On the morning of Nov. 10, 7-year-old Kyler Pacyga woke up early and sat at the kitchen table getting ready to eat breakfast. Her mother Kelly Pacyga usually ignites their fireplace to warm the home, but this morning the fireplace was unlit.
So when the second-grader smelled smoke, she knew something was wrong.
“She said, ‘Mom, I smell smoke,'” Kelly Pacyga said. “I went down to the basement and there were flames shooting out from underneath our dryer.”
She quickly woke her husband Greg who rushed to the basement to extinguish the flames. The fire department wasn’t called, but if the fire had not been discovered, Greg Pacyga said he fears the house could have been lost.
“The lint underneath the dryer had caught fire and there was clothing nearby that ignited,” he said. “It could have been really, really bad. She’s our hero. She saved us.”
Once the situation was over, the Pacyga’s discovered the battery in the downstairs smoke alarm was dead. The family went through the house checking all of their smoke alarms and decided not to take any chances.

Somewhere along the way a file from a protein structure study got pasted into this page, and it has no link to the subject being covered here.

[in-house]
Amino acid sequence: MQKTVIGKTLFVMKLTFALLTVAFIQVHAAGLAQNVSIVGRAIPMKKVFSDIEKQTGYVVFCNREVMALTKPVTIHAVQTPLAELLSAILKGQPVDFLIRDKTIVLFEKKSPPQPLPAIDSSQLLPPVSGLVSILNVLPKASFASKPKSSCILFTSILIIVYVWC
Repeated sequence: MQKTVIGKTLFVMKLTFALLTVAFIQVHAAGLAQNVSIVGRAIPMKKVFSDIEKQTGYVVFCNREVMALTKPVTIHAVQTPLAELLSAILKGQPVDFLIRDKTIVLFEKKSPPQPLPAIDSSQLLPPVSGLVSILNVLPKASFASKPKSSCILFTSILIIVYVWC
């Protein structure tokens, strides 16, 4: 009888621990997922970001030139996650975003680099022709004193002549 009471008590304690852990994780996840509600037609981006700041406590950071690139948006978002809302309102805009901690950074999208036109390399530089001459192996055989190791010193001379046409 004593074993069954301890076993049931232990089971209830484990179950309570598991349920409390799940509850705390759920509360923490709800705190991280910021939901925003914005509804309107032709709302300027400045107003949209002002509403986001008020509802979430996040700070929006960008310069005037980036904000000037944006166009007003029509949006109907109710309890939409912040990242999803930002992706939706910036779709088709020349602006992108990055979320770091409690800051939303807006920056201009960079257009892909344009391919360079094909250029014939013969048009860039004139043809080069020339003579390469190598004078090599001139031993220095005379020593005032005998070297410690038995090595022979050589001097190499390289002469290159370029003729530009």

“We’re going out and buying all new stuff, including fire extinguishers,” Greg Pacyga said.
At Field Stevenson Elementary where Kyler attends school, Principal Robert Giovannani said he recognized the incident as a learning opportunity.
“It’s a cautionary tale,” Giovannani said. “When I heard the story, I checked my own smoke alarms and found one that wasn’t working.”
Giovannani contacted the Forest Park Fire Department to recommend that Pacyga be recognized for her actions.
“I was kinda scared,” Kyler Pacyga said. “I know that if there’s a fire I should get out of the house and to tell someone. I just want to make sure people know to check their smoke detectors and batteries.”
According to the National Fire Incident Reporting System, residential fires become more common during the winter months. However, Deputy Fire Chief Bob McDermott said in his experience, Forest Park isn’t following that trend. McDermott said he hasn’t noticed an increase in the number of fires in Forest Park during the winter, but did caution people to be careful with seasonal decorations.
“Candles are our concern, and there are more candles used at this time of year,” McDermott said.
The U.S Consumer Product Safety Commission recommends that people check their smoke alarms twice a year when daylight-saving time begins and ends. They also note that some manufacturers recommend consumers replace smoke alarms every 10 years.
“Our lives are so busy that we can overlook these kinds of things,” Kelly Pacyga said. “We hope that the story has a ripple effect and others check their homes.”